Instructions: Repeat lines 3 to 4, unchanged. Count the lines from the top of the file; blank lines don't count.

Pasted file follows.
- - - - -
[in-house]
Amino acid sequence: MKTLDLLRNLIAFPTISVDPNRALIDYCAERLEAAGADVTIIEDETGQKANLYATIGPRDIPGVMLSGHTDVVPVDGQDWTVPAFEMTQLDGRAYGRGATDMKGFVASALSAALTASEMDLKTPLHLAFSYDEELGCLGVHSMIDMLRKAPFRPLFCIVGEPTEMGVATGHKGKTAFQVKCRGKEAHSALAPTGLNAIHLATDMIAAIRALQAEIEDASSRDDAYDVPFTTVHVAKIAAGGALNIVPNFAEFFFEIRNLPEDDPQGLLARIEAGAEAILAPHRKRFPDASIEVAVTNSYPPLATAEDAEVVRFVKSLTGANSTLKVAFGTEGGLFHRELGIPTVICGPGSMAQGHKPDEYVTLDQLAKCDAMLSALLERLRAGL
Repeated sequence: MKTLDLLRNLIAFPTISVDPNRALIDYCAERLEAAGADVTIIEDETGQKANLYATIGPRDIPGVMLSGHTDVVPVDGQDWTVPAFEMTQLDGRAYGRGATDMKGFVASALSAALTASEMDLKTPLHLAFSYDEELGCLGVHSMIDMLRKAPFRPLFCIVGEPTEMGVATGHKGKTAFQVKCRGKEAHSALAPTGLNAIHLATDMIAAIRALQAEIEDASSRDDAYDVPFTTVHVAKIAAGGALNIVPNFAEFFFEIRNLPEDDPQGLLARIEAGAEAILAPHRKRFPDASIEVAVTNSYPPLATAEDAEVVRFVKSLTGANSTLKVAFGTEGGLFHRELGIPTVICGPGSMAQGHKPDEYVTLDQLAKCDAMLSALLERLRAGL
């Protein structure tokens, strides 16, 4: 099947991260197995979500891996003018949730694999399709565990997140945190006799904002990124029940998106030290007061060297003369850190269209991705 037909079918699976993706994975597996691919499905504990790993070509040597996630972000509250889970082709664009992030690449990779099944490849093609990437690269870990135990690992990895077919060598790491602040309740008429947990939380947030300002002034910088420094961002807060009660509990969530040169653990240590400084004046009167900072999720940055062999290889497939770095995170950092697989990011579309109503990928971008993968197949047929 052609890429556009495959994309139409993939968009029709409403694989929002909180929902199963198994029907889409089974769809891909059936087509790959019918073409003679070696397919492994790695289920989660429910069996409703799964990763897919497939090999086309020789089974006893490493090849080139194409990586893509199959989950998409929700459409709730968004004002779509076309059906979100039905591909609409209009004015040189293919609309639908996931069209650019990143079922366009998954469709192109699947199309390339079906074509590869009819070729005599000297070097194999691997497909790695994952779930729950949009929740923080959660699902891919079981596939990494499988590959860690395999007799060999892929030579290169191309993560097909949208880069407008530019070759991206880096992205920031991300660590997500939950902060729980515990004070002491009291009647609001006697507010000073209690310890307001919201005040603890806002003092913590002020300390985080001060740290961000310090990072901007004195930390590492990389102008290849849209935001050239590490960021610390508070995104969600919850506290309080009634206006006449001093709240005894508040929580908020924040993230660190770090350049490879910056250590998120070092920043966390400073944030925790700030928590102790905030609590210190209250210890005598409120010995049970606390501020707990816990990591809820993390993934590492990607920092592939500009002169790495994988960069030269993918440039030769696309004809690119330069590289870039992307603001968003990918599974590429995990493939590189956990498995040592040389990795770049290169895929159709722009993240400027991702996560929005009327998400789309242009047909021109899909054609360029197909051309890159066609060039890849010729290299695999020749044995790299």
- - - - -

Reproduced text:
Repeated sequence: MKTLDLLRNLIAFPTISVDPNRALIDYCAERLEAAGADVTIIEDETGQKANLYATIGPRDIPGVMLSGHTDVVPVDGQDWTVPAFEMTQLDGRAYGRGATDMKGFVASALSAALTASEMDLKTPLHLAFSYDEELGCLGVHSMIDMLRKAPFRPLFCIVGEPTEMGVATGHKGKTAFQVKCRGKEAHSALAPTGLNAIHLATDMIAAIRALQAEIEDASSRDDAYDVPFTTVHVAKIAAGGALNIVPNFAEFFFEIRNLPEDDPQGLLARIEAGAEAILAPHRKRFPDASIEVAVTNSYPPLATAEDAEVVRFVKSLTGANSTLKVAFGTEGGLFHRELGIPTVICGPGSMAQGHKPDEYVTLDQLAKCDAMLSALLERLRAGL
């Protein structure tokens, strides 16, 4: 099947991260197995979500891996003018949730694999399709565990997140945190006799904002990124029940998106030290007061060297003369850190269209991705 037909079918699976993706994975597996691919499905504990790993070509040597996630972000509250889970082709664009992030690449990779099944490849093609990437690269870990135990690992990895077919060598790491602040309740008429947990939380947030300002002034910088420094961002807060009660509990969530040169653990240590400084004046009167900072999720940055062999290889497939770095995170950092697989990011579309109503990928971008993968197949047929 052609890429556009495959994309139409993939968009029709409403694989929002909180929902199963198994029907889409089974769809891909059936087509790959019918073409003679070696397919492994790695289920989660429910069996409703799964990763897919497939090999086309020789089974006893490493090849080139194409990586893509199959989950998409929700459409709730968004004002779509076309059906979100039905591909609409209009004015040189293919609309639908996931069209650019990143079922366009998954469709192109699947199309390339079906074509590869009819070729005599000297070097194999691997497909790695994952779930729950949009929740923080959660699902891919079981596939990494499988590959860690395999007799060999892929030579290169191309993560097909949208880069407008530019070759991206880096992205920031991300660590997500939950902060729980515990004070002491009291009647609001006697507010000073209690310890307001919201005040603890806002003092913590002020300390985080001060740290961000310090990072901007004195930390590492990389102008290849849209935001050239590490960021610390508070995104969600919850506290309080009634206006006449001093709240005894508040929580908020924040993230660190770090350049490879910056250590998120070092920043966390400073944030925790700030928590102790905030609590210190209250210890005598409120010995049970606390501020707990816990990591809820993390993934590492990607920092592939500009002169790495994988960069030269993918440039030769696309004809690119330069590289870039992307603001968003990918599974590429995990493939590189956990498995040592040389990795770049290169895929159709722009993240400027991702996560929005009327998400789309242009047909021109899909054609360029197909051309890159066609060039890849010729290299695999020749044995790299």